Options for Aortic Valve Replacement Vary in Younger Patients

Aortic valve replacement is one of the most common open heart procedures performed by cardiothoracic surgeons. Although the choice of approach is fairly standard for patients older than 70 years, the best approach for younger patients is less clear.

Adult Cardiac: Aortic Valve/Novel Technologies

Tuesday, January 30
3:30 p.m. – 5:30 p.m.
Floridian Ballroom D

American and European guidelines on valvular heart disease recommend mechanical prostheses for patients younger than 60 years, but the use of bioprosthetic valves has substantially increased, and some studies have shown that mid- to long-term survival rates are similar for both types of valves.

Ibrahim Sultan, MD

A three-way debate during this afternoon’s Adult Cardiac: Aortic Valve/Novel Technologies session will shed light on this issue. Three cardiothoracic surgeons will discuss the case of a 50-year-old patient with severe symptomatic aortic insufficiency and a non-aneurysmal bicuspid aortic valve, with each surgeon presenting a different approach: isolated valve repair, mechanical aortic valve replacement, and bioprosthetic aortic valve replacement.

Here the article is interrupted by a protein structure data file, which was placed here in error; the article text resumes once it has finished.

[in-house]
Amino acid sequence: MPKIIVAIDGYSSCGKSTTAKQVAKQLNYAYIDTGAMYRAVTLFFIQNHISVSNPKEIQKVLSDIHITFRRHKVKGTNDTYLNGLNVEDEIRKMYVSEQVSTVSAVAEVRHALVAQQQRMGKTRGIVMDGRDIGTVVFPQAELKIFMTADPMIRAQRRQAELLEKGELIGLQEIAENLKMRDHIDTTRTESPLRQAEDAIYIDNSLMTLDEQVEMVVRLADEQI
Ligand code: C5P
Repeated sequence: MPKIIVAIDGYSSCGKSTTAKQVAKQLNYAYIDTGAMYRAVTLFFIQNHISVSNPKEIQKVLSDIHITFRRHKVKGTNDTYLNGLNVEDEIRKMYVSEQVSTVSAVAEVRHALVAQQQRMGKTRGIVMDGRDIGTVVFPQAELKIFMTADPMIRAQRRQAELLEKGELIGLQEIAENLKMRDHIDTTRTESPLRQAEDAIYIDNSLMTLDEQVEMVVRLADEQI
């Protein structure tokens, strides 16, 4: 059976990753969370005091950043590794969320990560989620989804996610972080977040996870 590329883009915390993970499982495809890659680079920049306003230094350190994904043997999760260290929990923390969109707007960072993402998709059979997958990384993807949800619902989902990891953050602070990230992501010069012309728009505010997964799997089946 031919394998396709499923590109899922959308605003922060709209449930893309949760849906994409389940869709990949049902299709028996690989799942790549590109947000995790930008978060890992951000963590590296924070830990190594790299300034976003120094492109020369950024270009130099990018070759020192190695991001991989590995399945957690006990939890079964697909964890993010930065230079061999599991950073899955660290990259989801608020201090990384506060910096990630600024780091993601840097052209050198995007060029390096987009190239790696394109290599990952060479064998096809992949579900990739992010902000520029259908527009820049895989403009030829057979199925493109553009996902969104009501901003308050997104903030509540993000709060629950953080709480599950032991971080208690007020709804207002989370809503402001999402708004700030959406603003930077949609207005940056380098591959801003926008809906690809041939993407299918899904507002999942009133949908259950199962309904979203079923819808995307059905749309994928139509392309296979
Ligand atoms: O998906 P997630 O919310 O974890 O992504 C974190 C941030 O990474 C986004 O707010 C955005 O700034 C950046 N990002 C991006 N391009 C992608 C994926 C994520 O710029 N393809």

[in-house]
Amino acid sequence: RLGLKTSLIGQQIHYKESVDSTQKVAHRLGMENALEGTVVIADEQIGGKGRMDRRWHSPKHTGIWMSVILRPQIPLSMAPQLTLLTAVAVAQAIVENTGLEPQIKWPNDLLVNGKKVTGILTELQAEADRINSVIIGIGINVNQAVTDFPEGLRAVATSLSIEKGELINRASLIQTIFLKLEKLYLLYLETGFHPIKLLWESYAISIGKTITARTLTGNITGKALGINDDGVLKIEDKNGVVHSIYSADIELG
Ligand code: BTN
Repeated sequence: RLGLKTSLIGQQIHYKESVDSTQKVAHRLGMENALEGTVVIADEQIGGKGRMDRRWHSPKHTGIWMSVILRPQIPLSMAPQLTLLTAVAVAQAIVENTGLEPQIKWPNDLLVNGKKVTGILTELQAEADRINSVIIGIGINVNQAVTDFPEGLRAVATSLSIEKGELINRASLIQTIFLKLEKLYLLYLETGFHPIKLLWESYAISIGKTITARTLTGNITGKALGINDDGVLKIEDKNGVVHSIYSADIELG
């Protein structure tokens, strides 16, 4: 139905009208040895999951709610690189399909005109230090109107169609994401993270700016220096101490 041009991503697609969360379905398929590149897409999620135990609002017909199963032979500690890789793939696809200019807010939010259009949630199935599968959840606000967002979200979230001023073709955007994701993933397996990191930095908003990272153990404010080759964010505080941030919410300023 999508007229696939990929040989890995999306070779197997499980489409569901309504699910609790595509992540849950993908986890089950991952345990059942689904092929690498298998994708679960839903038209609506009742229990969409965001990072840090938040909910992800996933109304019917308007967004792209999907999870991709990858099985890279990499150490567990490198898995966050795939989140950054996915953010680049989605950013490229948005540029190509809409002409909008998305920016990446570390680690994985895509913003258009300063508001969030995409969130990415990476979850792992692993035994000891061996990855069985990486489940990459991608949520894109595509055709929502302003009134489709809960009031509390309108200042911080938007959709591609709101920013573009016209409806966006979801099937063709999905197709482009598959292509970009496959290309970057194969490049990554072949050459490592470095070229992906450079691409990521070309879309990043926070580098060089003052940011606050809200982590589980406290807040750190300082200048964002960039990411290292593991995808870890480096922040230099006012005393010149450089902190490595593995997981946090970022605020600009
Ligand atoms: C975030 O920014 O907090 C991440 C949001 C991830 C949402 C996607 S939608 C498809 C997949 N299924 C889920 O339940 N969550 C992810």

“Prosthetic valve choice is important to our patients because the kind of valve chosen acts as a surrogate for life expectancy and need for reoperative heart surgery,” said Ibrahim Sultan, MD, of the University of Pittsburgh, a moderator of the session and a speaker in the debate.

Decision making is complex because of the risk/benefit ratios for each approach. “Aortic valve repair is an excellent choice in young patients with aortic insufficiency and sinus of Valsalva (SOV) aneurysms,” said Dr. Sultan. “However, in the absence of SOV aneurysm, isolated aortic valve repair may not be as durable. Patients may require reoperation at 10 years or less.”

With regard to valve replacement, mechanical aortic valve replacements may outlast a patient’s life, but require anticoagulation and are associated with bleeding risks. In contrast, bioprosthetic aortic valves do not require therapeutic anticoagulation, but carry greater risk for structural valve deterioration, with reoperation or transcatheter aortic valve replacement being needed at an average of 13 years.

Dr. Sultan encouraged attendees to come with questions and help stimulate discussion about each of the viewpoints.

“We want attendees to go home with a better understanding of the most appropriate option based on the specific advantages and disadvantages of each approach, the clinical characteristics of the patient, and the patient’s preferences,” he added.